Folk Music

Folk music includes both traditional music and the genre that evolved from it during the 20th century folk revival. The term originated in the 19th century, but is often applied to music older than that. Some types of folk music are also called world music. Traditional folk music has been defined in several ways: as music transmitted orally, music with unknown composers, or music performed by customover a long period of time. It has been contrasted with commercial and classical styles. Starting in the mid-20th century, a new form of popular folk music evolved from traditional folk music. This process and period is called the (second) folk revival and reached a zenith in the 1960s. This form of music is sometimes called contemporary folk music or folk revival music to distinguish it from earlier folk forms. Smaller, similar revivals have occurred elsewhere in the world at other times, but the term folk music has typically not been applied to the new music created during those revivals. This type of folk music also includes fusion genres such as folk rock, folk metal, electric folk, and others. While contemporary folk music is a genre generally distinct from traditional folk music, in English it shares the same name, and it often shares the same performers and venues as traditional folk music.

From a historical perspective, traditional folk music had these characteristics:

  • It was transmitted through an oral tradition. Before the 20th century, ordinary farm workers and factory workers were usually illiterate. They acquired songs by memorizing them. Primarily, this was not mediated by books, recorded or transmitted media. Singers may extend their repertoire using broadsheets, song books, or CDs, but these secondary enhancements are of the same character as the primary songs experienced in the flesh.
  • The music was often related to national culture. It was culturally particular; from a particular region or culture. In the context of an immigrant group, folk music acquires an extra dimension for social cohesion. It is particularly conspicuous in immigrant societies, where Greek Australians, Somali Americans, Punjabi Canadians, and others strive to emphasize their differences from the mainstream. They learn songs and dances that originate in the countries their grandparents came from.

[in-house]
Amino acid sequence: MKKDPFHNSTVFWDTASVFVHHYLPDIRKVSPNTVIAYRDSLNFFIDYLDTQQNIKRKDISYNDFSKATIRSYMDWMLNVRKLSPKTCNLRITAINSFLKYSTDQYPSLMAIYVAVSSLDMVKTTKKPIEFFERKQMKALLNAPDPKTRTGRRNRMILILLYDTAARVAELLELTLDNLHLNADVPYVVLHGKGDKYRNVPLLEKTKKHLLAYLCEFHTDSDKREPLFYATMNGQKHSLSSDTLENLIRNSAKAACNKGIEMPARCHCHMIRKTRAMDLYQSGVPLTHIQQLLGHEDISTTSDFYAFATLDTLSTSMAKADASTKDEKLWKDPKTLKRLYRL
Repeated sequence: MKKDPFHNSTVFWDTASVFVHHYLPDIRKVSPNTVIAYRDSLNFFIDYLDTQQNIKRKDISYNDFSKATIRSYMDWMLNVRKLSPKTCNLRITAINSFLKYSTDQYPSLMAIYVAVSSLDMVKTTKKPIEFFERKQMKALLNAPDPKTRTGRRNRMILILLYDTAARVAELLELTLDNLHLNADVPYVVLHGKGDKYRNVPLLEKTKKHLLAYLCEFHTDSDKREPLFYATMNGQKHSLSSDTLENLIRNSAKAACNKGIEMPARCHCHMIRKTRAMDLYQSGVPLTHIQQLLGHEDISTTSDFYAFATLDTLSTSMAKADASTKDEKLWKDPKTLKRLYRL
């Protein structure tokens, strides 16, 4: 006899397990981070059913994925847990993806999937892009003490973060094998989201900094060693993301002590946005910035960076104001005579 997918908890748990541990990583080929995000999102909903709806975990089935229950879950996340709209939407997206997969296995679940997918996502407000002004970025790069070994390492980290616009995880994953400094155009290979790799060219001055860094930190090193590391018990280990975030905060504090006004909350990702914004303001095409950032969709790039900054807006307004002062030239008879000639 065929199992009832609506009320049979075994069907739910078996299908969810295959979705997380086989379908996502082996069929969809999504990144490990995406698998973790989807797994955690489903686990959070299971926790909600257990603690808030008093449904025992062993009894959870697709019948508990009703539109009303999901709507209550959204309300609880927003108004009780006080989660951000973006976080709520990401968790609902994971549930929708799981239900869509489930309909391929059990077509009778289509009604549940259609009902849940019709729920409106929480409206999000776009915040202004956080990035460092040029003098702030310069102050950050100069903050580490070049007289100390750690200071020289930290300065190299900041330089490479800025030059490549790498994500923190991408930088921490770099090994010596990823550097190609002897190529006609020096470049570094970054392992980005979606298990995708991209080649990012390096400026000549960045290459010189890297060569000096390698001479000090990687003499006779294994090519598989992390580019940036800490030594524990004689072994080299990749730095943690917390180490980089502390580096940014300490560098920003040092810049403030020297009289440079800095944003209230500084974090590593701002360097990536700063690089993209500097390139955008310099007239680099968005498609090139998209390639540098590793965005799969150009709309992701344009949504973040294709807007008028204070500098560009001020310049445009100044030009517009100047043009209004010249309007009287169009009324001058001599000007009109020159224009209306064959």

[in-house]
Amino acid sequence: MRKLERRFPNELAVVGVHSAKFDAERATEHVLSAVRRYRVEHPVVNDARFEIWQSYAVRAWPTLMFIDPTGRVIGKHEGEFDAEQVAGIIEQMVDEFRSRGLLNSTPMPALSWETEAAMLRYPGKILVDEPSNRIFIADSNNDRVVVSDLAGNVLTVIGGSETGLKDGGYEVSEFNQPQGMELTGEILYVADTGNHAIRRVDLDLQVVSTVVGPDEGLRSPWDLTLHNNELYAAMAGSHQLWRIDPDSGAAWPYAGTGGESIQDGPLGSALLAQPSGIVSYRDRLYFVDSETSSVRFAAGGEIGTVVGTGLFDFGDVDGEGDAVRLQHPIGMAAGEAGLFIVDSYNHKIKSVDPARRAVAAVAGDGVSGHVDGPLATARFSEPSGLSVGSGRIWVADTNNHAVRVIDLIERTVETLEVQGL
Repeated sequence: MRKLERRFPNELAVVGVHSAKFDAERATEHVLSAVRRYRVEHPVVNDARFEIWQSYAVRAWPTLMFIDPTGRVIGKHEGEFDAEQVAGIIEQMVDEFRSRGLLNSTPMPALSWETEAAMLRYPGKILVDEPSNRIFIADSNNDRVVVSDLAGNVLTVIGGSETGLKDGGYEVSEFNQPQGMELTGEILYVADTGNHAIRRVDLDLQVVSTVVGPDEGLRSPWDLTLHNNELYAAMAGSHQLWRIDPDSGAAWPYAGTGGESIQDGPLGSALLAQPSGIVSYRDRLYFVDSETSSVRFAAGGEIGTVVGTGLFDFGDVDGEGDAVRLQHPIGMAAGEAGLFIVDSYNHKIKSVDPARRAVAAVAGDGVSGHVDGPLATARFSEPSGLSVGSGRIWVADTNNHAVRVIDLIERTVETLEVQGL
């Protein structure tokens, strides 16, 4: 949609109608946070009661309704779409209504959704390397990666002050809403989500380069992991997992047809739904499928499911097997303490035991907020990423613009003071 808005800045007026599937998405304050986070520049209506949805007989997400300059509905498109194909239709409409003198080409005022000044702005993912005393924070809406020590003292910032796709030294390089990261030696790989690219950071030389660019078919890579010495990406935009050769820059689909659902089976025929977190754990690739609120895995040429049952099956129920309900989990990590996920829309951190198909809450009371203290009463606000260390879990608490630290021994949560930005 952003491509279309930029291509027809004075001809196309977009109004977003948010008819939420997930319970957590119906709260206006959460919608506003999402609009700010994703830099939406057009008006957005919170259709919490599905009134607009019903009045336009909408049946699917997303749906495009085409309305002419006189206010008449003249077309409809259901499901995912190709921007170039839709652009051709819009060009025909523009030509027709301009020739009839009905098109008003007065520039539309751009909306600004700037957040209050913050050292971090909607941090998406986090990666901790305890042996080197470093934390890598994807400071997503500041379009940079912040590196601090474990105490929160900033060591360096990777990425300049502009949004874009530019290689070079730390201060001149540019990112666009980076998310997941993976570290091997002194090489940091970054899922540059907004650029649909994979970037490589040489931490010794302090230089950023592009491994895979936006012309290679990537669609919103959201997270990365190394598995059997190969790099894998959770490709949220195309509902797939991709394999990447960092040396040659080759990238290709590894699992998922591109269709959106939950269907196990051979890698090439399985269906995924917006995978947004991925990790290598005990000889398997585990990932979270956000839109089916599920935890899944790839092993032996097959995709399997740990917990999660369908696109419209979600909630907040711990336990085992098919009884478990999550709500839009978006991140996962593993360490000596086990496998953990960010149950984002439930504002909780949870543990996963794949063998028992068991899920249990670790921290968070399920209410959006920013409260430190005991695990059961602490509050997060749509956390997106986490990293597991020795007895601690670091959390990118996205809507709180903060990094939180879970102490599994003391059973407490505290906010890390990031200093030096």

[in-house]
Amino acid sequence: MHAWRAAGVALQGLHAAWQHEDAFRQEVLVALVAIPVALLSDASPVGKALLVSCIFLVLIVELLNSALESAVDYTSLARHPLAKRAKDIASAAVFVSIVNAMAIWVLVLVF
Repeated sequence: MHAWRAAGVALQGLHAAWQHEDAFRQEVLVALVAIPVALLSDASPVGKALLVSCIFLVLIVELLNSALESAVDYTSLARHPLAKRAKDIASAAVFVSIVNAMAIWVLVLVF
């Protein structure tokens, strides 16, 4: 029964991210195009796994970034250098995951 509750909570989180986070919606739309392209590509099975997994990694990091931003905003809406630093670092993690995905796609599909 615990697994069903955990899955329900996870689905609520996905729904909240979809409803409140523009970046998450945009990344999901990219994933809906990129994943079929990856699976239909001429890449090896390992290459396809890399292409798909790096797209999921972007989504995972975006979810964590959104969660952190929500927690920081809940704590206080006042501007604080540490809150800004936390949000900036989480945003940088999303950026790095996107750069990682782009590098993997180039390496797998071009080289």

• They commemorate historical and personal events. On certain days of the year, such as Easter, May Day, and Christmas, particular songs celebrate the yearly cycle. Weddings, birthdays, and funerals may also be noted with songs, dances and special costumes. Religious festivals often have a folk music component. Choral music at these events brings children and non-professional singers to participate in a public arena, giving an emotional bonding that is unrelated to the aesthetic qualities of the music.
  • The songs have been performed, by custom, over a long period of time, usually several generations.

As a side-effect, the following characteristics are sometimes present:

  • There is no copyright on the songs. Hundreds of folk songs from the 19th century have known authors but have continued in oral tradition to the point where they are considered traditional for purposes of music publishing. This has become much less frequent since the 1940s. Today, almost every folk song that is recorded is credited with an arranger.
  • Fusion of cultures: Because cultures interact and change over time, traditional songs evolving over time may incorporate and reflect influences from disparate cultures. The relevant factors may include instrumentation, tunings, voicings, phrasing, subject matter, and even production methods

In folk music, a tune is a short instrumental piece, a melody, often with repeating sections, and usually played a number of times. A collection of tunes with structural similarities is known as a tune-family. America’s Musical Landscape says “the most common form for tunes in folk music is AABB, also known as binary form”. In some traditions, tunes may be strung together in medleys or “sets.”